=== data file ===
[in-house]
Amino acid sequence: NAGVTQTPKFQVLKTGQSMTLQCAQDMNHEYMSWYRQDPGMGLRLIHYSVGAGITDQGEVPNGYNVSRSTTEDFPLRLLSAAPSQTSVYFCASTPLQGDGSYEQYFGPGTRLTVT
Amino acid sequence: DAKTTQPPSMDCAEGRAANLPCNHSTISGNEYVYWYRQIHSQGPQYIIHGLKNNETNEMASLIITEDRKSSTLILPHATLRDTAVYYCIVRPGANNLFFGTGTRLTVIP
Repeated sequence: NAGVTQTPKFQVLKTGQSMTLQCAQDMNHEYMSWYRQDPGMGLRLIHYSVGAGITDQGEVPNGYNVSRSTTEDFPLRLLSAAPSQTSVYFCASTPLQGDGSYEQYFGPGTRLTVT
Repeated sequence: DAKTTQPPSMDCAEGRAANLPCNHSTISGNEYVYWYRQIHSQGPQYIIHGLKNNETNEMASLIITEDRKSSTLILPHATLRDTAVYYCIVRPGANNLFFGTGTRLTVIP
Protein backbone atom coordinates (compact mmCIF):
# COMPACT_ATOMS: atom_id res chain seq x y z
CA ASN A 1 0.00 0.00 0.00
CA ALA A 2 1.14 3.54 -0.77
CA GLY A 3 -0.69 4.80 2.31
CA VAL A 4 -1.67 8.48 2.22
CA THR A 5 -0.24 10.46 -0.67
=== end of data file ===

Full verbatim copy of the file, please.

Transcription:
[in-house]
Amino acid sequence: NAGVTQTPKFQVLKTGQSMTLQCAQDMNHEYMSWYRQDPGMGLRLIHYSVGAGITDQGEVPNGYNVSRSTTEDFPLRLLSAAPSQTSVYFCASTPLQGDGSYEQYFGPGTRLTVT
Amino acid sequence: DAKTTQPPSMDCAEGRAANLPCNHSTISGNEYVYWYRQIHSQGPQYIIHGLKNNETNEMASLIITEDRKSSTLILPHATLRDTAVYYCIVRPGANNLFFGTGTRLTVIP
Repeated sequence: NAGVTQTPKFQVLKTGQSMTLQCAQDMNHEYMSWYRQDPGMGLRLIHYSVGAGITDQGEVPNGYNVSRSTTEDFPLRLLSAAPSQTSVYFCASTPLQGDGSYEQYFGPGTRLTVT
Repeated sequence: DAKTTQPPSMDCAEGRAANLPCNHSTISGNEYVYWYRQIHSQGPQYIIHGLKNNETNEMASLIITEDRKSSTLILPHATLRDTAVYYCIVRPGANNLFFGTGTRLTVIP
Protein backbone atom coordinates (compact mmCIF):
# COMPACT_ATOMS: atom_id res chain seq x y z
CA ASN A 1 0.00 0.00 0.00
CA ALA A 2 1.14 3.54 -0.77
CA GLY A 3 -0.69 4.80 2.31
CA VAL A 4 -1.67 8.48 2.22
CA THR A 5 -0.24 10.46 -0.67